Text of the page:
Evangelicals Blowing Off Baptism & the Lord’s Supper?

Evangelicals Blowing Off Baptism & the Lord’s Supper? July 12, 2019

Mark Galli, editor-in-chief of Christianity Today, has been writing a thoughtful series of columns on the problems of American Christianity, especially those of an evangelical persuasion.  In his latest column, in which he recommends re-emphasizing the Sacraments, he says something shocking to my Lutheran ears.

Many evangelicals, he says, are not even bothering to get baptized at all!  And when evangelical churches do baptize, they often accompany that rite with statements that undermine its meaning, explaining that baptism doesn’t really do anything–it certainly has nothing to do with your salvation (despite Mark 16:16 and  1 Peter 3:21) –thereby diminishing its impact on the baptized!  (This I have witnessed myself when visiting an ostensibly “high church” evangelical congregation.)

And many evangelical congregations have reduced the Lord’s Supper to a voluntary option during the offering without even bothering with the words of institution!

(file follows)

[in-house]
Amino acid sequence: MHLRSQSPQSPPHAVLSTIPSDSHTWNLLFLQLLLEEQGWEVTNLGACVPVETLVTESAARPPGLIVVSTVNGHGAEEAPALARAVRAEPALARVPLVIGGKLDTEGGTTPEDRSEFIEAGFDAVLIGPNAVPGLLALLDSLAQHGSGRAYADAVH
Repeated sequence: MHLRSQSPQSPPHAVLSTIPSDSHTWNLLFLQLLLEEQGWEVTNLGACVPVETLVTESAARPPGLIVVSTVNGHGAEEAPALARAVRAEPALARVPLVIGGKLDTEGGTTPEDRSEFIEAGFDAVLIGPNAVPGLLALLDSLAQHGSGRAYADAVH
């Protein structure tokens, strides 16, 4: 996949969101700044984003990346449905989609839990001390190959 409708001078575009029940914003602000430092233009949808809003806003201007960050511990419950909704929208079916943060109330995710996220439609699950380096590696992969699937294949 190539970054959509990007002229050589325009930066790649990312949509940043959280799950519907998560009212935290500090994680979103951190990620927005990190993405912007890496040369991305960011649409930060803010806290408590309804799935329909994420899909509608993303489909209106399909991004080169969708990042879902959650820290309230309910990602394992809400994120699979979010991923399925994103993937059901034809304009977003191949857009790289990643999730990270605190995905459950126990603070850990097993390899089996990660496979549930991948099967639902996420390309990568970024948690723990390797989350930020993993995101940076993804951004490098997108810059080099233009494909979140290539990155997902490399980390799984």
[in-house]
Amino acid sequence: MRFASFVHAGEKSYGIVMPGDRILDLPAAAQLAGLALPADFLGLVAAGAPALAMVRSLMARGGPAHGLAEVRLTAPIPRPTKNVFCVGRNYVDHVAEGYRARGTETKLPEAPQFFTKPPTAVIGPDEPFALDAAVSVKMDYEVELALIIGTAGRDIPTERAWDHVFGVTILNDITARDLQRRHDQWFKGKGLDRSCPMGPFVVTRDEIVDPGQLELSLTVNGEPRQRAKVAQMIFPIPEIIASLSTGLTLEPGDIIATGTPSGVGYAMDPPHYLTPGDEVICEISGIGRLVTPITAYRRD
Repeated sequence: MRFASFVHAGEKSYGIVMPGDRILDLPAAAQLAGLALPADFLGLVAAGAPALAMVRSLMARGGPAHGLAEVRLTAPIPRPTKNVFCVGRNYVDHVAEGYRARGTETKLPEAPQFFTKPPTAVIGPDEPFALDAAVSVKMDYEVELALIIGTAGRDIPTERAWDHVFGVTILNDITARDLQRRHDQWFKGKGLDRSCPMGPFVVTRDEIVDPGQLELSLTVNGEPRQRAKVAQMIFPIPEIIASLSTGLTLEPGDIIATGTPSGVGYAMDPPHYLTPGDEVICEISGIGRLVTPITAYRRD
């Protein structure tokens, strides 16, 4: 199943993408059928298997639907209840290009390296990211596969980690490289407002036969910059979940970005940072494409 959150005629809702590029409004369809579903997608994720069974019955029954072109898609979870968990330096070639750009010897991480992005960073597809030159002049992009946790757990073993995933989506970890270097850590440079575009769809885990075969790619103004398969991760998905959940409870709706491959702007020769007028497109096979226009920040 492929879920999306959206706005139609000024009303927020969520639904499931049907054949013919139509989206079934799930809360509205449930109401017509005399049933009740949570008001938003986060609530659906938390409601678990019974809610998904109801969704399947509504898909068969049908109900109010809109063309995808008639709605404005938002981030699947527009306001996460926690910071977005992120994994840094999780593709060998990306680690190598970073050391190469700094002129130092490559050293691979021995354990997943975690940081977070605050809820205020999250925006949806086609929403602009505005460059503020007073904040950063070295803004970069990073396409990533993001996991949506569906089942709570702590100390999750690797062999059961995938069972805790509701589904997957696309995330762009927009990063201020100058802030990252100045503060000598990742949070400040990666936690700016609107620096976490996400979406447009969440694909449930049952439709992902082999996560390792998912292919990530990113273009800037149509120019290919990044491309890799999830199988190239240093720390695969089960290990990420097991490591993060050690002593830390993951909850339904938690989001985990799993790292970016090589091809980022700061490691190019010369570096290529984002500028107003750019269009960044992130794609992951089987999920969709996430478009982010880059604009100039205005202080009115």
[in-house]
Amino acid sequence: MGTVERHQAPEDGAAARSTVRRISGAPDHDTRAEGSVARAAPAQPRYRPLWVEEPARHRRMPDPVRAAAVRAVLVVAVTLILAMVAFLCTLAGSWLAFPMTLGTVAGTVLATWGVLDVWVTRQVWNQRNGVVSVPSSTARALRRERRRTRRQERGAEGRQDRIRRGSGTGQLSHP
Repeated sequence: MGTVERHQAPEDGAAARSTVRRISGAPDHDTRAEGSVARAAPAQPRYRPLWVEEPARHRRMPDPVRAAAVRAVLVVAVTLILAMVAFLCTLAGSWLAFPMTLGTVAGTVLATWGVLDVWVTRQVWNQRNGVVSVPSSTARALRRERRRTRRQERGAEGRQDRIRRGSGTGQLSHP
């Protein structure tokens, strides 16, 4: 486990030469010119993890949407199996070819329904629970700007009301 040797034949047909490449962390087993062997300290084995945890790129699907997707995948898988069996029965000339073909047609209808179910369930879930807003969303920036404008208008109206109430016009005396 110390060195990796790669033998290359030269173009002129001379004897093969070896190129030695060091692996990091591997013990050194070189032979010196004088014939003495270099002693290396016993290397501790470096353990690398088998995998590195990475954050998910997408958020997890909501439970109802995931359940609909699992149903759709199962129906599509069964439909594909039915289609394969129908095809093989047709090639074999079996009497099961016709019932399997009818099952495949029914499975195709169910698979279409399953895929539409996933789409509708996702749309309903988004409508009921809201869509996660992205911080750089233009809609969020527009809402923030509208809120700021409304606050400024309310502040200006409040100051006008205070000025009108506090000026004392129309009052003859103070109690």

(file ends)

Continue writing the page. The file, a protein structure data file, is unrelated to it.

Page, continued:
From Mark Galli, Whatever Happened to Communion and Baptism? in Christianity Today:

Take baptism. Even among churches that believe Matthew 28:19 is the church’s rallying cry—“Go make disciples of all nations, baptizing them ….”—the sacrament is no longer central to their mission. It would be difficult to come by statistics that suggest the problem, but one anecdote suggests it’s a serious one. I belong to an Anglican church in Wheaton, Illinois, which meets not far from Wheaton College. The charismatic singing and Bible-centered preaching attract many Wheaton College students to attend worship and to become members. However, to partake in Communion, as well as to become a member, one must have been baptized. The pastors are continually surprised at the number of Wheaton College students—no doubt some of the most earnest, devout, and intelligent young believers in the evangelical world—who have yet to be baptized. One would have thought that their churches would have attended to this matter long before they left home for college.